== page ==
An examination of the American, German, and French Cemeteries
In June 2012, I had the privilege of being included in the 2nd annual Albert H. Small Student/Teacher Institute – Normandy: Sacrifice for Freedom. Hosted by the National History Day organization and funded by Albert H. Small, 15 teachers from around the country were selected to choose one student to design a memorial website for a fallen hero from their state. Throughout the school-year, the teachers and students read a dozen books about World War II and the Normandy Invasion in preparation for the study tour. We spent a week at George Washington University enjoying lectures by preeminent scholars on the subject and visiting various sites in Washington DC. The following week we left for France. In addition to touring the key sites of Operation Overlord, we visited the American, German, and French cemeteries in Normandy.
The American Cemetery
Administered by the American Battle Monuments Commission, the American Cemetery inters 9,387 servicemen and women. The rows of white Italian marble headstones adorned with a Latin Cross or Star of David seem endless, while the names of the 1,557 servicemen whose bodies were never recovered line the Walls of the Missing on the cemetery grounds. The cemetery overlooks Omaha Beach, the site of 2,400 casualties, the greatest number of any beach on D-Day. All the graves face west – looking towards America. The hero my student and I honored was 1st Lt. Brigido Gonzales from Nevada. It is a somber sight to see the seemingly endless rows of headstones. The American Cemetery is hallowed land where a memorial statue, The Spirit of American Youth Rising from the Waves, and a reflecting pool briefly distract visitors from the rows of graves. Everything at the American Cemetery is formal and somber in appearance. Contemplating the huge human sacrifice of June 6, 1944, leaves an empty feeling in your gut and a fullness in your heart. It was personal for me. My father’s brother was a survivor of Normandy. He never recovered from the horror of the experience and he never discussed it. The effects were profound; he came home “shell-shocked” with a stutter and frequent panic attacks that eventually faded away, but the trauma never left. Today we would say that he suffered from PTSD.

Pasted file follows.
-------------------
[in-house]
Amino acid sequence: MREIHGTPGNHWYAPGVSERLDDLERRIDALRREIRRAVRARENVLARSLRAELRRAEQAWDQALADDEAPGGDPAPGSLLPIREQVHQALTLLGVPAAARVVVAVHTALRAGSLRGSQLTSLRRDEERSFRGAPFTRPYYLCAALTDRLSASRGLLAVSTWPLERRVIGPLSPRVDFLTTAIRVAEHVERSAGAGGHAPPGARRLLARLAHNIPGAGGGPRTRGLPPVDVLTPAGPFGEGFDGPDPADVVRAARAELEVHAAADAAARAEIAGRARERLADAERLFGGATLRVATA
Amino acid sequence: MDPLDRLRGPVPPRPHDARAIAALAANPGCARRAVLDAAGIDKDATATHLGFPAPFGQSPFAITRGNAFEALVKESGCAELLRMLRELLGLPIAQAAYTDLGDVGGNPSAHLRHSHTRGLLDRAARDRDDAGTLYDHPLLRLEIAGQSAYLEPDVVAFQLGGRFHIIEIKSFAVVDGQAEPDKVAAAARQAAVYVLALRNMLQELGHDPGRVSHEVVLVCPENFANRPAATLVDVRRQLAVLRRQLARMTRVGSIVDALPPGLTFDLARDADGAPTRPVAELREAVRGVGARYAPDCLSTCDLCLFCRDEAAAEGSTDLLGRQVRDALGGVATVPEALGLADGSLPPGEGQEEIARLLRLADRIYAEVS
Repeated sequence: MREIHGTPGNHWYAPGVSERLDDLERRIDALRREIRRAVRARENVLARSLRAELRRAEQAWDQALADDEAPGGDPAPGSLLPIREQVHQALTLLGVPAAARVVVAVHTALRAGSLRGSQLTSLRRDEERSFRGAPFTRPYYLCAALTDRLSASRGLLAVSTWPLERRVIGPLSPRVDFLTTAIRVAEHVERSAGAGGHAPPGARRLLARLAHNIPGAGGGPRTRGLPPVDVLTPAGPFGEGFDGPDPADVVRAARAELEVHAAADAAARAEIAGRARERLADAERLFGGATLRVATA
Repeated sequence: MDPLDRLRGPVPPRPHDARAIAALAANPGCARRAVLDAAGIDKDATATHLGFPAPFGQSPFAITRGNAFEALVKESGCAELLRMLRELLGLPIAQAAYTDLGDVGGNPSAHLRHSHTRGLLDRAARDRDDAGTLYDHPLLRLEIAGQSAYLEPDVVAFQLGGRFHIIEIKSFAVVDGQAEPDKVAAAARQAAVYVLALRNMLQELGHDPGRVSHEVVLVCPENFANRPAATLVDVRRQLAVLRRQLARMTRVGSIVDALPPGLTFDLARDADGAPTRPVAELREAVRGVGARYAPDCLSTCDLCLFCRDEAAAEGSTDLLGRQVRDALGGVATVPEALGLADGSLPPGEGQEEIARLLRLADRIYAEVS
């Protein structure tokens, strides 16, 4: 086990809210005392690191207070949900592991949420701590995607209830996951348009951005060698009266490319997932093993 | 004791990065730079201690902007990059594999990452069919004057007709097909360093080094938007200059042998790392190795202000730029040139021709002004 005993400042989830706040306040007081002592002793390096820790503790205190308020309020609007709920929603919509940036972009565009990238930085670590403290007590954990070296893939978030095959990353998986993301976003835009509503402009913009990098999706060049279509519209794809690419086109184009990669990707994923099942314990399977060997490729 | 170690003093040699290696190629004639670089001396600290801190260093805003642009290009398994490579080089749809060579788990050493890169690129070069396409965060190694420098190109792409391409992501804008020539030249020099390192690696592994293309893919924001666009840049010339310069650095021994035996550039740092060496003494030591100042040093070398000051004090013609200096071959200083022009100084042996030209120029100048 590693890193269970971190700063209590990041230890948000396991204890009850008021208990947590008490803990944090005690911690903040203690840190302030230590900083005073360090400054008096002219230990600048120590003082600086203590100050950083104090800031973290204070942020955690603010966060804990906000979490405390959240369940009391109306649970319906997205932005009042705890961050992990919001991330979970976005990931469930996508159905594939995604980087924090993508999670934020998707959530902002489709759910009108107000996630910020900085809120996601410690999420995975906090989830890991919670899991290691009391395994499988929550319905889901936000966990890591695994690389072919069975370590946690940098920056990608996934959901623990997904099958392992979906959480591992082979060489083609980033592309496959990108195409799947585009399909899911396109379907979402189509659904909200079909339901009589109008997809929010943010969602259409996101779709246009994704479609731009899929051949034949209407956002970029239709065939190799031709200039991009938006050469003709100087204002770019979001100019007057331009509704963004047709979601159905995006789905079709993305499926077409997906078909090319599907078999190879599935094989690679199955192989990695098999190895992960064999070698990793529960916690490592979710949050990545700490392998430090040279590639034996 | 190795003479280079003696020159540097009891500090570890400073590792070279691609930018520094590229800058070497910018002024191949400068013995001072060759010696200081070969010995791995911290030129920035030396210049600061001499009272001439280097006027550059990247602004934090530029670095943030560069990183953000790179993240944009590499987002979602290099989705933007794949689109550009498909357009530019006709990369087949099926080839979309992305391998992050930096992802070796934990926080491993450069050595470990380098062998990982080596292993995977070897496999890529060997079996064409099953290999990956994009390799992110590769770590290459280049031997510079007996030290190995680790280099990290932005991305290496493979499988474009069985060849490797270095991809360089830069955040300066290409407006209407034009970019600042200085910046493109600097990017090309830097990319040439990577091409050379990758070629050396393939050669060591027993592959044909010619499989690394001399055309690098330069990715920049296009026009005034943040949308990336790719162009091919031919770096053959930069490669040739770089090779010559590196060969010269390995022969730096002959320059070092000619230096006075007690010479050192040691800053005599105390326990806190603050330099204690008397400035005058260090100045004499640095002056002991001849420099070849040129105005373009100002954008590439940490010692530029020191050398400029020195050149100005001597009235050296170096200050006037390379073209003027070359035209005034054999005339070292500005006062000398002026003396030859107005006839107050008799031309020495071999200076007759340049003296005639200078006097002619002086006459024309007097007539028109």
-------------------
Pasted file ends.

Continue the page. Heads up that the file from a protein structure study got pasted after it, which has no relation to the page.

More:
The German Cemetery at Le Cambe